A new "breakthrough" in research from the Centers for Disease Control and Prevention has brought cutting agent vitamin E acetate back under the microscope as the tally of people sickened from vaping-related lung injuries surged past 2,000.
New research from the agency, released on Friday, examined lung fluid samples from victims of e-cigarette, or vaping, product use associated lung injury (EVALI) and found vitamin E acetate in 100 percent of samples from 29 patients across 10 states. Previous testing had only found vitamin E acetate in vape liquids, rather than in the biological tissue of patients impacted.
"These new findings are significant because for the first time, we have detected a potential toxin of concern, vitamin E acetate, in biologic samples from patients," CDC Deputy Director Dr. Anne Schuchat told reporters on a call on Friday. "These findings provide direct evidence of vitamin E acetate at the primary site of injury within the lung, and the samples reflect patients from states across the country.
Vitamin E Acetate is a common vitamin supplement found in cosmetics and food that is used as a thinning agent in (mostly illicit) vape liquids. Officials said it is still safe to consume this supplement in food or use it on skin, but that inhaling the product may have adverse effects.
Officials in some states, like New York, had previously suspected the thinning agent was to blame in the rash of illnesses, but the FDA and CDC have maintained more cautious language. Even on the back of Friday's reports, Schuchat emphasized that "these findings do not rule out other possible compounds or ingredients that may be causing these lung injuries."
"These findings tell us what entered the lung of some patients with EVALI," she added. "Although vitamin E acetate was universally detected in these 29 ... samples, additional studies are needed to determine whether a causal link exists between the exposure and EVALI."
The CDC also tested samples for plant oils, petroleum distillates, MCT oil, and terpenes. THC and its metabolites were found in lung samples from 23 of 28 patients — even three patients who said they did not use THC products.
"THC is not something we expect to find hanging around in the lung fluids," Dr. Jim Pirkle of the CDC's Environmental Health Lab, said on a call with reporters, emphasizing that urine is typically the place THC and its metabolites are found.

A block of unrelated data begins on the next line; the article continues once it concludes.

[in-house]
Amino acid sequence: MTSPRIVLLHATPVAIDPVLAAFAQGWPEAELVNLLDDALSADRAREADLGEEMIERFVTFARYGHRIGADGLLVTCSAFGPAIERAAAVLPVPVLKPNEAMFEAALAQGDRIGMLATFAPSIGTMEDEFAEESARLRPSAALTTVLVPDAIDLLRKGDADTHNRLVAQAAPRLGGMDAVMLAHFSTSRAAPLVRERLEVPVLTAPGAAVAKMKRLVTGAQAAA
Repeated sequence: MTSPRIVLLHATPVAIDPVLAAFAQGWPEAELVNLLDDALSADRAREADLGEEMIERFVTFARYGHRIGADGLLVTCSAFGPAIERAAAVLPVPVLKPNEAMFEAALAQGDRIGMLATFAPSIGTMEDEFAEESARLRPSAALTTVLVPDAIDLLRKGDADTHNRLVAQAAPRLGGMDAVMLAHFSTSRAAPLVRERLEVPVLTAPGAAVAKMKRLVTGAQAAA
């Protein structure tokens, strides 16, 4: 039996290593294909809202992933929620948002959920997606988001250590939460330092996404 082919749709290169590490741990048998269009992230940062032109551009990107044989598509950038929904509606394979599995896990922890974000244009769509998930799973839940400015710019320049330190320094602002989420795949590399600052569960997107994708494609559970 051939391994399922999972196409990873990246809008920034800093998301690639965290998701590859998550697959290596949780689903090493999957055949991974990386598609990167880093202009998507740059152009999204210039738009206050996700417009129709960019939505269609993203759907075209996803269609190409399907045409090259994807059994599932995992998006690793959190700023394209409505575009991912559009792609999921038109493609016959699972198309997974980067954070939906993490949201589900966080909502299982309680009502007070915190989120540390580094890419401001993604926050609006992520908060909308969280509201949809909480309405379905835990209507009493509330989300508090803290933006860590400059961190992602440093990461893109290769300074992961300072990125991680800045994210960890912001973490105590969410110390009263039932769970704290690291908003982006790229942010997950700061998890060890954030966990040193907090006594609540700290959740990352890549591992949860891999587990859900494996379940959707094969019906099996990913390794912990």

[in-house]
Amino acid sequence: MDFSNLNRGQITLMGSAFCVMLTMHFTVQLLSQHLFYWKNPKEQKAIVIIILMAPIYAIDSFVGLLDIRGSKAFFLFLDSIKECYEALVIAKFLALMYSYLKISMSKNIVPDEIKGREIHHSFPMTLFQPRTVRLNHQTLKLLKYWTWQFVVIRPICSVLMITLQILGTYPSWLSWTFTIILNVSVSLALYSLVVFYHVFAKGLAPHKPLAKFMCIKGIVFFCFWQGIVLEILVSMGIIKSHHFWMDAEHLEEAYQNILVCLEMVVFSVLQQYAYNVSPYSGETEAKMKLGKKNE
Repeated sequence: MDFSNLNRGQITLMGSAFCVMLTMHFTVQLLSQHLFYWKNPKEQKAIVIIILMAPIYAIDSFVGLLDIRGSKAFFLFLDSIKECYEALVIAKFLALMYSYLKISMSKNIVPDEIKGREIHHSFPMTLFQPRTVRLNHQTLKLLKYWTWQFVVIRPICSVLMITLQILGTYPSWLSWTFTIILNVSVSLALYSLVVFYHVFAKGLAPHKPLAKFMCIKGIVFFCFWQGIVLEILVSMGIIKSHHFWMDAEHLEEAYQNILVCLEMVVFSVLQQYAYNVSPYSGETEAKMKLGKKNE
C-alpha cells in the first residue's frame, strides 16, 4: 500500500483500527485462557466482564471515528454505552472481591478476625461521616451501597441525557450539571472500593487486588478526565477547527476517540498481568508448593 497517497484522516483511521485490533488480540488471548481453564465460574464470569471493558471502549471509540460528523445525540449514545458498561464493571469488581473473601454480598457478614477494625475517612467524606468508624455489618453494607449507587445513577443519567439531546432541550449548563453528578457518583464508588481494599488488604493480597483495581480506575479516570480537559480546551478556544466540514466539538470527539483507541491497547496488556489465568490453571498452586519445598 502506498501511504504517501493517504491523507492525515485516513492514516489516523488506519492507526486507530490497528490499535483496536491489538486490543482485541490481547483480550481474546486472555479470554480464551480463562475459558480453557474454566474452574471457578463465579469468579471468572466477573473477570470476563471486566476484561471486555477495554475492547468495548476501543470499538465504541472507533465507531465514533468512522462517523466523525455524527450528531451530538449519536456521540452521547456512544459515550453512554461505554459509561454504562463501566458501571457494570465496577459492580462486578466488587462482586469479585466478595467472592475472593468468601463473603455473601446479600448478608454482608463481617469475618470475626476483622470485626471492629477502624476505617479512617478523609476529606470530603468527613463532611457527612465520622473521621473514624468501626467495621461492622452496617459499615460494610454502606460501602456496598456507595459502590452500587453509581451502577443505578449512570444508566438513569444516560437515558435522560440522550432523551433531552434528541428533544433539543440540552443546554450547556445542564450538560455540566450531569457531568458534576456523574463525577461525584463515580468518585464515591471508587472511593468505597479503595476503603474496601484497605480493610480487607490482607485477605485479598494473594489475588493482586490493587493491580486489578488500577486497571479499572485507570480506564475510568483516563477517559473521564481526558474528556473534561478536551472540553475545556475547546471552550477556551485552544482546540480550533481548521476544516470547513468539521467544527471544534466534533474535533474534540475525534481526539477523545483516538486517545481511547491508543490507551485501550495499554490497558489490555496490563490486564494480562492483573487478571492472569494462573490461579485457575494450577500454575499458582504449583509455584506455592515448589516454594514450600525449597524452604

The CDC said Friday's findings reinforced the agency's previous advice to the public to "not use e-cigarette or vaping products that contain THC," especially those obtained illicitly.
Illinois researchers who compared survey results from THC users and from EVALI patients and found that EVALI victims were nine times more likely to have obtained their THC vape products informally — from friends, family, or the illicit market — than average THC vape users. Dr. Jennifer Layden, chief medical officer and state epidemiologist at the Illinois Department of Public Health, added that none of the EVALI victims in Illinois had purchased their products at licensed medical cannabis dispensaries.
But Schuchat said it is still too soon to exonerate licensed vape products and retail shops, considering anecdotal reports remain of illnesses related to products purchased at legal dispensaries, differences in the severity of regulations that govern additives state-by-state, and the severity of the illness.
"The majority of what we are seeing right now is pointing to informal spaces," she added. "We have cases now from 49 states, many of which have legal marijuana markets. The data are pointing toward the illicit supply, but this is a very serious disease which can be fatal, and I don't think we know enough yet to completely take dispensaries out of the question."
The CDC reported on Thursday that, as of Nov. 5, 2,051 people have fallen ill and 39 have died from EVALI across 49 states, Puerto Rico, and the U.S. Virgin Islands. That tally represents a jump of 163 illnesses and two deaths since last week's report.
"The trend in cases appears to be downward, but we understand that some states are still hard hit and this continues to be a very active investigation," Schuchat said.
Although THC vape products have been implicated in a majority of cases of EVALI, nicotine vapes have not been ruled out, and the CDC still recommends the public consider from refraining from use of all vapes or e-cigarettes.